GREEKS ABROAD
Greek-American Scientist Warns COVID-19 Ain’t Over ‘Til it’s Over

He’s been a resounding naysayer about the prospects of the COVID-19 pandemic being beaten back soon and now Dr. George Pavlakis is warning against complacency as the numbers are gradually declining in Greece.

A senior investigator and head of the Human Retrovirus Section at the American National Cancer Institute, he told Mega TV that people heading to islands the government wants to make free of the Coronavirus haven’t been checked right. “The virus will come back to bite us if we disregard it. Even though we have the standards, the information, we are opening up without abiding by any standards and this is evident all around you,” he said.

He noted that while Greece is touting that it will inoculate all the residents of 85 islands by the end of June, with tourists starting to come, that the Dutch government has put southern Aegean islands back on a watch list.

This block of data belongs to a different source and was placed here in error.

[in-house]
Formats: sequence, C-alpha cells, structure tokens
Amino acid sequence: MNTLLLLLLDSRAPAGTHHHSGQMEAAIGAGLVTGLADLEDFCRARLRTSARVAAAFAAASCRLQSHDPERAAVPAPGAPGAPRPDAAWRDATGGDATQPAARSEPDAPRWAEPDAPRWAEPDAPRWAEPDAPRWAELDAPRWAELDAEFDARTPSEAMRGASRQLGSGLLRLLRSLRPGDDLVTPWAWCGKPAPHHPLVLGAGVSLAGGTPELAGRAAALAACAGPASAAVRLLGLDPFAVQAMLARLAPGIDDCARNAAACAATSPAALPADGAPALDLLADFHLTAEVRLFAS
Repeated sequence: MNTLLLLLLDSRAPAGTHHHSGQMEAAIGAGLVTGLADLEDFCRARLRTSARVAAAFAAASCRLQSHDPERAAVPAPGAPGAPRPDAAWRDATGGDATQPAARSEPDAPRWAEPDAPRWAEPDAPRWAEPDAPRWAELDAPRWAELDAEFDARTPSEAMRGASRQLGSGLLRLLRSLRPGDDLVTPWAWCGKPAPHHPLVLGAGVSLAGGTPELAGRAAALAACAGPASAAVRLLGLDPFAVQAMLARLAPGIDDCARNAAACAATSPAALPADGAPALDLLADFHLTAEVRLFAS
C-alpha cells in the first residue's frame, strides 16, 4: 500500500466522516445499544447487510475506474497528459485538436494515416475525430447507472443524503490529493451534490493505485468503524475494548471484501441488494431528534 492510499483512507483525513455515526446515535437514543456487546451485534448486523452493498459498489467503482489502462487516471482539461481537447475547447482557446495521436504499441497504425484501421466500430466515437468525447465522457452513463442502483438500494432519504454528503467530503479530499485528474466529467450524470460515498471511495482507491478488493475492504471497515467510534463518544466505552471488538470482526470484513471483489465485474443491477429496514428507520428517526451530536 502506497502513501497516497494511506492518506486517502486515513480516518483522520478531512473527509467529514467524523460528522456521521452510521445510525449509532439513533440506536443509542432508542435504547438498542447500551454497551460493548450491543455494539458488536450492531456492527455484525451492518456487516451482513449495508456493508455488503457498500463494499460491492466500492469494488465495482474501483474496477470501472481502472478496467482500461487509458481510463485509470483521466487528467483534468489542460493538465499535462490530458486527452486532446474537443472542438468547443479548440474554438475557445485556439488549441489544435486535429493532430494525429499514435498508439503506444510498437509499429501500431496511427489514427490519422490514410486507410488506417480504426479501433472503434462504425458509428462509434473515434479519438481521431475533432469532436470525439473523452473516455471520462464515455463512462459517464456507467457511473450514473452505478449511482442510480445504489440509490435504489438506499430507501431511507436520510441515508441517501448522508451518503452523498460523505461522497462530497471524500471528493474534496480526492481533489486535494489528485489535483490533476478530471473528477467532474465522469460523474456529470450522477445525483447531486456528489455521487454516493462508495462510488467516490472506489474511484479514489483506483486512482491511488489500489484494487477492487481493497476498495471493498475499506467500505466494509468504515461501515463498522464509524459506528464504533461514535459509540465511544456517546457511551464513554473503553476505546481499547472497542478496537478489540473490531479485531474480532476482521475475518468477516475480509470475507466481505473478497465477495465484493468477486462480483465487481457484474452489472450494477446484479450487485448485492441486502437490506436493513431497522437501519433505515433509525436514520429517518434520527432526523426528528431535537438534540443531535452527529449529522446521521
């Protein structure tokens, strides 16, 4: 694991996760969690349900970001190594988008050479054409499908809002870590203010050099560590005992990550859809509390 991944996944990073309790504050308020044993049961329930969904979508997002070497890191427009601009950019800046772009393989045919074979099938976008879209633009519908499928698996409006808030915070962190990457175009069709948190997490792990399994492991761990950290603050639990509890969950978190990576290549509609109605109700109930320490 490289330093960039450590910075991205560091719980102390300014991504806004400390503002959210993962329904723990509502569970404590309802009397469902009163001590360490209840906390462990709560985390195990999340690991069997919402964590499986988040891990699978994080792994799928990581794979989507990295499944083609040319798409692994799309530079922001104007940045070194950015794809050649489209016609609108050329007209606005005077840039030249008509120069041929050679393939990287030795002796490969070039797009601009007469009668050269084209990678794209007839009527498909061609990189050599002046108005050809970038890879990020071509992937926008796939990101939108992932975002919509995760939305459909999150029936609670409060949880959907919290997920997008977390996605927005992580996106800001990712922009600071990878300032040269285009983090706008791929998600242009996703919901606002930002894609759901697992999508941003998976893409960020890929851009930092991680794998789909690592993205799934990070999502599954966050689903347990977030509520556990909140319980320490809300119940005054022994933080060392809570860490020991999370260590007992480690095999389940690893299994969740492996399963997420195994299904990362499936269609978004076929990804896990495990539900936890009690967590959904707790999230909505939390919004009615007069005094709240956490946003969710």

That means that people who go there must be quarantined when they return home, which is likely to keep them away and put a crimp in their economies just as they were starting to count on summer arrivals.

Pavlakis warned of the risk of large outbreaks at popular holiday destinations and the devastating impact this would have on tourism, places such as Mykonos, Santorini, Zakynthos and Crete.

“I sometimes feel that we’re scratching out our own eyes,” he said, citing the example of Kos, which is expecting at least 120,000 tourists from The Netherlands this summer, the report said.

Asked whether he believes the easing of lockdown restrictions was necessary to give the people “room to breathe,” and many people shunning measures he said that, “The people can breathe when we become Portugal and beat the third wave.”

He said that a third wave in Greece “rose gradually and has lasted a very long time and now it is receding even more gradually and tortuously. We have between 50 and 80 deaths every day. A busload of people is being sacrificed every day,” as the government seeks to bring in tourists and restore near-normal life at some point.

Source: Thenationalherald.com

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